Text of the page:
# Square root of an integer number

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cannot see the gain, maybe i'm missing something

You could still add a little compare test like eh:
if hl > 121 then hl = hl - 121 a=sqrt (121) de=a*2+1 --> routine
if hl > 256 then hl = hl - 256 a=sqrt (256) de=a*2+1 --> routine
...

and those tests for what? to gain like 15 or 16 loops when the number is high? with the cost that it will take more time when the number is low!, now...

a test like

if hl> 16384 then hl=hl-16384 :a= #pre_calculated_value: de=a*2+1 --> loopstart
if hl> 32767 .....

For the square root of 256 it now passes only one once through the routine instead of eh... sixteen times.
The square root of 289 takes two passes.

Not enough gain... never mind silly me then.

Comparing for 256 is not that slow is it, could be done within the time of one pass right?

GhostwriterP
you propose a sort of look up table to enter in the routine with specific initial values that shorten the calculation.
It can work, even with multiple thresholds, say 121,256,16384 etc, but it is a matter of trade off.
In speed, what you gain on large numbers is lost on small numbers, and the code will be by far larger and maybe the Ricardo's solution is preferable.

for 65535 it loops 255 times
for 32768 it loops 181 times
for 16384 it loops 128 times
for 8192 it loops 90 times.... and so on...

well will depends on the use of the sqr routine, if you use it in a formula that handles large numbers in the sqr input...... the improve will be a gain...

now, if you use it with little numbers like <255 ... there is no gain.

; in hl
; out a = sqrt(hl)

ld a,h
and &HC0
jr nz, large

ld de,1
xor a
1: sbc hl,de
ret c
inc de
inc e
inc a
jp 1b

large: cp &H40
jr z,
cp &H80
jr z,
' it is &HC0
......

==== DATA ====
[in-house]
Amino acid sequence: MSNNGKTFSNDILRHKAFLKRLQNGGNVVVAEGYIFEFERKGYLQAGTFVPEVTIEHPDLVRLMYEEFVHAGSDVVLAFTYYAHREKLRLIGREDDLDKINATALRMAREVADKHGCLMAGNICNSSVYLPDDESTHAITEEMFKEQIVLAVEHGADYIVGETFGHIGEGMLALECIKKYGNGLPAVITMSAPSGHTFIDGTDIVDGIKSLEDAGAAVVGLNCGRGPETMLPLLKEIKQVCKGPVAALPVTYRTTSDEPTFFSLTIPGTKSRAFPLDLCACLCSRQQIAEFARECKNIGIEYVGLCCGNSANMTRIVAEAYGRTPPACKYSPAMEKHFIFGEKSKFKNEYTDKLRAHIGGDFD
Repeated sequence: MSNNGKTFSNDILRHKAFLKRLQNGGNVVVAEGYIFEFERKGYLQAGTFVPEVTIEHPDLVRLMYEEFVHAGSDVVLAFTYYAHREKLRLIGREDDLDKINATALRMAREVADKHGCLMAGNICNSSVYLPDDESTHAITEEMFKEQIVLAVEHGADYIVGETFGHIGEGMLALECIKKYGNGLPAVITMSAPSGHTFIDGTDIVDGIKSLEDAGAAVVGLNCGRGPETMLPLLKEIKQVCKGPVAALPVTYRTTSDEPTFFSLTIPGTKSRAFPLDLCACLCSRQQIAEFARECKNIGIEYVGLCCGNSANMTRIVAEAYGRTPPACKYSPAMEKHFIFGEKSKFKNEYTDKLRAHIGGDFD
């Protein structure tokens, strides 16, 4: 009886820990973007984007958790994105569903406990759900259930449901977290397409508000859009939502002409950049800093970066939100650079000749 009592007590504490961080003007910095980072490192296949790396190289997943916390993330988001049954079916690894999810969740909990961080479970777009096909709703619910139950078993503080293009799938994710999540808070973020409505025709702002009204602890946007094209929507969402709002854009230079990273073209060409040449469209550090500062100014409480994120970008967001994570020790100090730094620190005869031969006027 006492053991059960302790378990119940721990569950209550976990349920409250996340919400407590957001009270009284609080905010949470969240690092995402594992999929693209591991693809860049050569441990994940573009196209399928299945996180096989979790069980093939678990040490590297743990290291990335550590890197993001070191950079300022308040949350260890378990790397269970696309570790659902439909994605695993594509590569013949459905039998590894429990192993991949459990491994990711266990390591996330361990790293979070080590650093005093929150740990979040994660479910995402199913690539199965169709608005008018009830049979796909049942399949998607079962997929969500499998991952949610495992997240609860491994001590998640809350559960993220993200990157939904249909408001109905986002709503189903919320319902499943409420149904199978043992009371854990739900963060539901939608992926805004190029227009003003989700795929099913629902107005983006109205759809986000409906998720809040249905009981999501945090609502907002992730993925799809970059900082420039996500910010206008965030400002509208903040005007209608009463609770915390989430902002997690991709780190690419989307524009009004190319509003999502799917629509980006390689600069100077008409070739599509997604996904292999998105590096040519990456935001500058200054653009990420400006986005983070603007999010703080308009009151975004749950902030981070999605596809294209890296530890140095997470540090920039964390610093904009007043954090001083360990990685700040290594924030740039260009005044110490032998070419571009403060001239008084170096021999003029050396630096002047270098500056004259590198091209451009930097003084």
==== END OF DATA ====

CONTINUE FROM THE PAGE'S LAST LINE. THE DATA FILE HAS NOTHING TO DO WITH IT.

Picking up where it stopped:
A thing nice to consider in this "shortened" method is that the sum of the first N odd numbers, if N is power of two,
can be computed as (N*N) with shift and rotations

What one could do is compare hl with all the square powers of two, find the range that comprises hl, subtract the lower extreme and compute the refinement with the routine

This could be done without tables...

but maybe I'm falling towards the Ricardo's solution

A thing nice to consider in this "shortened" method is that the sum of the first N odd numbers, if N is power of two,
can be computed as (N*N) with shift and rotations

What one could do is compare hl with all the square powers of two, find the range that comprises hl, subtract the lower extreme and compute the refinement with the routine

This could be done without tables...

but maybe I'm falling towards the Ricardo's solution

Yes, I tought that, but then I thought nahhhh it is very much overhead..

it is like a bucle, that finds the first bit seted, scanning from the MSB to LSB. As anyway you needs a copy of the original value, and other for the scanning, you will use HL & DE, DE as copy and HL for the rotating purpose....

but you needs a counter, being B , when you finds the bit seted, it escapes the routine, then you use the value of the counter as a pointer to a little lookup table of just 16 registers of 4 byte, use the table to set the HL & DE values of the original routine, you needs to plus HL+ original value with the bit found RESETED......

what a mess......

Now, there is the gain...

if the original value is 1000000000

it will loops just ones!....

if the original value is 1111111111

it will loops like that the value where 0111111111
that is exponentialy less..... that is the gain

but for values like

0000000000011

the overhead loop will runs 14 times ...

to process the root of just 3!

but there is to see the AVERAGE!!! how many takes measuring
to process all the range from 0 to 65535

needs a counter

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